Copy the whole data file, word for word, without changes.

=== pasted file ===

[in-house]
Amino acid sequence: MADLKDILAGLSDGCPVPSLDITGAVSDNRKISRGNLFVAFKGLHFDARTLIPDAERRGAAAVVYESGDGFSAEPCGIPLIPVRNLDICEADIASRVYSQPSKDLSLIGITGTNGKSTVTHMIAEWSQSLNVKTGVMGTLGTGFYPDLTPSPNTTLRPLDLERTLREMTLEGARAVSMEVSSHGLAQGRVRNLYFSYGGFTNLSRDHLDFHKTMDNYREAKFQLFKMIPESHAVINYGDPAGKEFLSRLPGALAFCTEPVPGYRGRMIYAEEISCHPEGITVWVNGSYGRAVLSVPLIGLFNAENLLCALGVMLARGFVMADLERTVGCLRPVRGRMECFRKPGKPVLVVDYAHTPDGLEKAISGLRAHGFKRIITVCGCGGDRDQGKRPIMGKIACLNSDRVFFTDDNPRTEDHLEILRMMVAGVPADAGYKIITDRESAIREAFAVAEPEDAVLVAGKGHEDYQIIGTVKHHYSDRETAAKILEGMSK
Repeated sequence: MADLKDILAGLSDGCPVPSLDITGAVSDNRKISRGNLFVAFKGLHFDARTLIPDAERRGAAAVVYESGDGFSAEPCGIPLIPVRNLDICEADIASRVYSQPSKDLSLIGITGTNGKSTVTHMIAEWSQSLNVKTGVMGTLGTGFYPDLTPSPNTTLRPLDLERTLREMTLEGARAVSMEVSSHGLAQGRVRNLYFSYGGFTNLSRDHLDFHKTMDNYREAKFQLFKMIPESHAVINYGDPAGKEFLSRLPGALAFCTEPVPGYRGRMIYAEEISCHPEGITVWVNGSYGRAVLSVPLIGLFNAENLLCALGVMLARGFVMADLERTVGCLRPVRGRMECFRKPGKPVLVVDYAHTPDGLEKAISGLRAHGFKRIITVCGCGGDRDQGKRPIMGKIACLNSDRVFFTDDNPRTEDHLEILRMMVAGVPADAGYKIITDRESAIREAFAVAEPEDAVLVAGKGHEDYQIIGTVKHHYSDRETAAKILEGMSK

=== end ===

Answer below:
[in-house]
Amino acid sequence: MADLKDILAGLSDGCPVPSLDITGAVSDNRKISRGNLFVAFKGLHFDARTLIPDAERRGAAAVVYESGDGFSAEPCGIPLIPVRNLDICEADIASRVYSQPSKDLSLIGITGTNGKSTVTHMIAEWSQSLNVKTGVMGTLGTGFYPDLTPSPNTTLRPLDLERTLREMTLEGARAVSMEVSSHGLAQGRVRNLYFSYGGFTNLSRDHLDFHKTMDNYREAKFQLFKMIPESHAVINYGDPAGKEFLSRLPGALAFCTEPVPGYRGRMIYAEEISCHPEGITVWVNGSYGRAVLSVPLIGLFNAENLLCALGVMLARGFVMADLERTVGCLRPVRGRMECFRKPGKPVLVVDYAHTPDGLEKAISGLRAHGFKRIITVCGCGGDRDQGKRPIMGKIACLNSDRVFFTDDNPRTEDHLEILRMMVAGVPADAGYKIITDRESAIREAFAVAEPEDAVLVAGKGHEDYQIIGTVKHHYSDRETAAKILEGMSK
Repeated sequence: MADLKDILAGLSDGCPVPSLDITGAVSDNRKISRGNLFVAFKGLHFDARTLIPDAERRGAAAVVYESGDGFSAEPCGIPLIPVRNLDICEADIASRVYSQPSKDLSLIGITGTNGKSTVTHMIAEWSQSLNVKTGVMGTLGTGFYPDLTPSPNTTLRPLDLERTLREMTLEGARAVSMEVSSHGLAQGRVRNLYFSYGGFTNLSRDHLDFHKTMDNYREAKFQLFKMIPESHAVINYGDPAGKEFLSRLPGALAFCTEPVPGYRGRMIYAEEISCHPEGITVWVNGSYGRAVLSVPLIGLFNAENLLCALGVMLARGFVMADLERTVGCLRPVRGRMECFRKPGKPVLVVDYAHTPDGLEKAISGLRAHGFKRIITVCGCGGDRDQGKRPIMGKIACLNSDRVFFTDDNPRTEDHLEILRMMVAGVPADAGYKIITDRESAIREAFAVAEPEDAVLVAGKGHEDYQIIGTVKHHYSDRETAAKILEGMSK